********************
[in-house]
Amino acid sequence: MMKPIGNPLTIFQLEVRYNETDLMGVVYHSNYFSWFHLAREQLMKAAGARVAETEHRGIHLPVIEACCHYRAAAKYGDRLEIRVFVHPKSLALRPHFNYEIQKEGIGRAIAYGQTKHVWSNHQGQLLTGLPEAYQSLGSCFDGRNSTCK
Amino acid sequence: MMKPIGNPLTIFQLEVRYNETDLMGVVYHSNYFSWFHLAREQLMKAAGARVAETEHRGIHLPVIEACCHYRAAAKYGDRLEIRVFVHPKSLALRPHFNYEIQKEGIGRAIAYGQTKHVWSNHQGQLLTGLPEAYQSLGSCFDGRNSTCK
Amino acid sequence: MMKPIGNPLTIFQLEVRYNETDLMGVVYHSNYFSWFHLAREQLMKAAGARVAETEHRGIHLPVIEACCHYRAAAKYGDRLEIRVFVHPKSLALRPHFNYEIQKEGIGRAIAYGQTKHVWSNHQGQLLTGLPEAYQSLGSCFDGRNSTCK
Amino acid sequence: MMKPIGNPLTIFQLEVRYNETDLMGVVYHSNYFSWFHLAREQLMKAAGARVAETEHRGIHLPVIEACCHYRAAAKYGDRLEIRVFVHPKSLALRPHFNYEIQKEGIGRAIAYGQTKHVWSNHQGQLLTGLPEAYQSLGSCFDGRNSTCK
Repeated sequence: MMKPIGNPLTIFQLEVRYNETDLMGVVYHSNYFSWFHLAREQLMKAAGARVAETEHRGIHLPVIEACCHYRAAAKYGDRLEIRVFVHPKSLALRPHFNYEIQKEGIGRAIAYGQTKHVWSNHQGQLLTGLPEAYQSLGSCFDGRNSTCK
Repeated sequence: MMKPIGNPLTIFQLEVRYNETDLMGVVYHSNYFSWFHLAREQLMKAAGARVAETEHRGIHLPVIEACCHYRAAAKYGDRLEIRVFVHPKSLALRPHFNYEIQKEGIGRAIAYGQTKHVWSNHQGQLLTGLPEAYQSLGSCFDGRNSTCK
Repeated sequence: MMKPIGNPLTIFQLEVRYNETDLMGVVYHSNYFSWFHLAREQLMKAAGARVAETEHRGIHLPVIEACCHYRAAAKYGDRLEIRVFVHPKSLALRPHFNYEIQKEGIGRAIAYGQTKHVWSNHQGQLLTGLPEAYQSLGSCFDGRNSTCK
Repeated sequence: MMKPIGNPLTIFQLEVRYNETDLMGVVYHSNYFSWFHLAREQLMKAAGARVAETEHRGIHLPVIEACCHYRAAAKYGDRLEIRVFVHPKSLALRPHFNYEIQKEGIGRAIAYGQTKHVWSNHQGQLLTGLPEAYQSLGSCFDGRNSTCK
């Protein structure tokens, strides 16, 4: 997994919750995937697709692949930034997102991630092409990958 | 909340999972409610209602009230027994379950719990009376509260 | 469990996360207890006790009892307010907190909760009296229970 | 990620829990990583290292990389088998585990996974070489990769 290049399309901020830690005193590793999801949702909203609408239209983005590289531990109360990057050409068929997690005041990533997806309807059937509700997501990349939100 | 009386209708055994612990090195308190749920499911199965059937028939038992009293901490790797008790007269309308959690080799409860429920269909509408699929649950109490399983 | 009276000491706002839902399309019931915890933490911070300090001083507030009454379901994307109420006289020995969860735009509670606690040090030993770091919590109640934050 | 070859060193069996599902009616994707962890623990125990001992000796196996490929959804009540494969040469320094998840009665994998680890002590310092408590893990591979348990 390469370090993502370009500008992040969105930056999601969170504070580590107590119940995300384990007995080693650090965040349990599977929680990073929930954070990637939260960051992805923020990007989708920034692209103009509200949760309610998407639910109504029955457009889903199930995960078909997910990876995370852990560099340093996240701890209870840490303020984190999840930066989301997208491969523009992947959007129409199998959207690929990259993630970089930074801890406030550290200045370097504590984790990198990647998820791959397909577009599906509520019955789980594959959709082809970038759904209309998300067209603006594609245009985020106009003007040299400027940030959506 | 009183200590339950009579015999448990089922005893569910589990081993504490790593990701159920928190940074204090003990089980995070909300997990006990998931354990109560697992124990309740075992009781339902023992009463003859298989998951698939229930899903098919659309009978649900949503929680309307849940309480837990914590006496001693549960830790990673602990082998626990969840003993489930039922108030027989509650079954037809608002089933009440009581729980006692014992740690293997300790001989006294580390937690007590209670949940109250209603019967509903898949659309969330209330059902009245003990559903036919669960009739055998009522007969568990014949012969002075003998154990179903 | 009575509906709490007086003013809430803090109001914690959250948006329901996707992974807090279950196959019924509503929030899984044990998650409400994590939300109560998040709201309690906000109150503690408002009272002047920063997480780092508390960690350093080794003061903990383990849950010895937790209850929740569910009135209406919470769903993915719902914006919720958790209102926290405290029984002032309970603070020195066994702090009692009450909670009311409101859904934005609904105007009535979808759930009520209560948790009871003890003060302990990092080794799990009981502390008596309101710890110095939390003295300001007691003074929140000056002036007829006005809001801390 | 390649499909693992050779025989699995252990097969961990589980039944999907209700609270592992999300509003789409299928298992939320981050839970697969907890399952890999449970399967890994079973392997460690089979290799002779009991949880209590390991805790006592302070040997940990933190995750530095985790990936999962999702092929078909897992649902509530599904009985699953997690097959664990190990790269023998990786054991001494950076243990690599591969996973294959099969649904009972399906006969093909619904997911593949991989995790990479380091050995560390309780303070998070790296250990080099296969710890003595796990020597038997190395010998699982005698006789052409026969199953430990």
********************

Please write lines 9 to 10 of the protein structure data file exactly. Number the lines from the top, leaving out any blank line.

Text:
Repeated sequence: MMKPIGNPLTIFQLEVRYNETDLMGVVYHSNYFSWFHLAREQLMKAAGARVAETEHRGIHLPVIEACCHYRAAAKYGDRLEIRVFVHPKSLALRPHFNYEIQKEGIGRAIAYGQTKHVWSNHQGQLLTGLPEAYQSLGSCFDGRNSTCK
């Protein structure tokens, strides 16, 4: 997994919750995937697709692949930034997102991630092409990958 | 909340999972409610209602009230027994379950719990009376509260 | 469990996360207890006790009892307010907190909760009296229970 | 990620829990990583290292990389088998585990996974070489990769 290049399309901020830690005193590793999801949702909203609408239209983005590289531990109360990057050409068929997690005041990533997806309807059937509700997501990349939100 | 009386209708055994612990090195308190749920499911199965059937028939038992009293901490790797008790007269309308959690080799409860429920269909509408699929649950109490399983 | 009276000491706002839902399309019931915890933490911070300090001083507030009454379901994307109420006289020995969860735009509670606690040090030993770091919590109640934050 | 070859060193069996599902009616994707962890623990125990001992000796196996490929959804009540494969040469320094998840009665994998680890002590310092408590893990591979348990 390469370090993502370009500008992040969105930056999601969170504070580590107590119940995300384990007995080693650090965040349990599977929680990073929930954070990637939260960051992805923020990007989708920034692209103009509200949760309610998407639910109504029955457009889903199930995960078909997910990876995370852990560099340093996240701890209870840490303020984190999840930066989301997208491969523009992947959007129409199998959207690929990259993630970089930074801890406030550290200045370097504590984790990198990647998820791959397909577009599906509520019955789980594959959709082809970038759904209309998300067209603006594609245009985020106009003007040299400027940030959506 | 009183200590339950009579015999448990089922005893569910589990081993504490790593990701159920928190940074204090003990089980995070909300997990006990998931354990109560697992124990309740075992009781339902023992009463003859298989998951698939229930899903098919659309009978649900949503929680309307849940309480837990914590006496001693549960830790990673602990082998626990969840003993489930039922108030027989509650079954037809608002089933009440009581729980006692014992740690293997300790001989006294580390937690007590209670949940109250209603019967509903898949659309969330209330059902009245003990559903036919669960009739055998009522007969568990014949012969002075003998154990179903 | 009575509906709490007086003013809430803090109001914690959250948006329901996707992974807090279950196959019924509503929030899984044990998650409400994590939300109560998040709201309690906000109150503690408002009272002047920063997480780092508390960690350093080794003061903990383990849950010895937790209850929740569910009135209406919470769903993915719902914006919720958790209102926290405290029984002032309970603070020195066994702090009692009450909670009311409101859904934005609904105007009535979808759930009520209560948790009871003890003060302990990092080794799990009981502390008596309101710890110095939390003295300001007691003074929140000056002036007829006005809001801390 | 390649499909693992050779025989699995252990097969961990589980039944999907209700609270592992999300509003789409299928298992939320981050839970697969907890399952890999449970399967890994079973392997460690089979290799002779009991949880209590390991805790006592302070040997940990933190995750530095985790990936999962999702092929078909897992649902509530599904009985699953997690097959664990190990790269023998990786054991001494950076243990690599591969996973294959099969649904009972399906006969093909619904997911593949991989995790990479380091050995560390309780303070998070790296250990080099296969710890003595796990020597038997190395010998699982005698006789052409026969199953430990």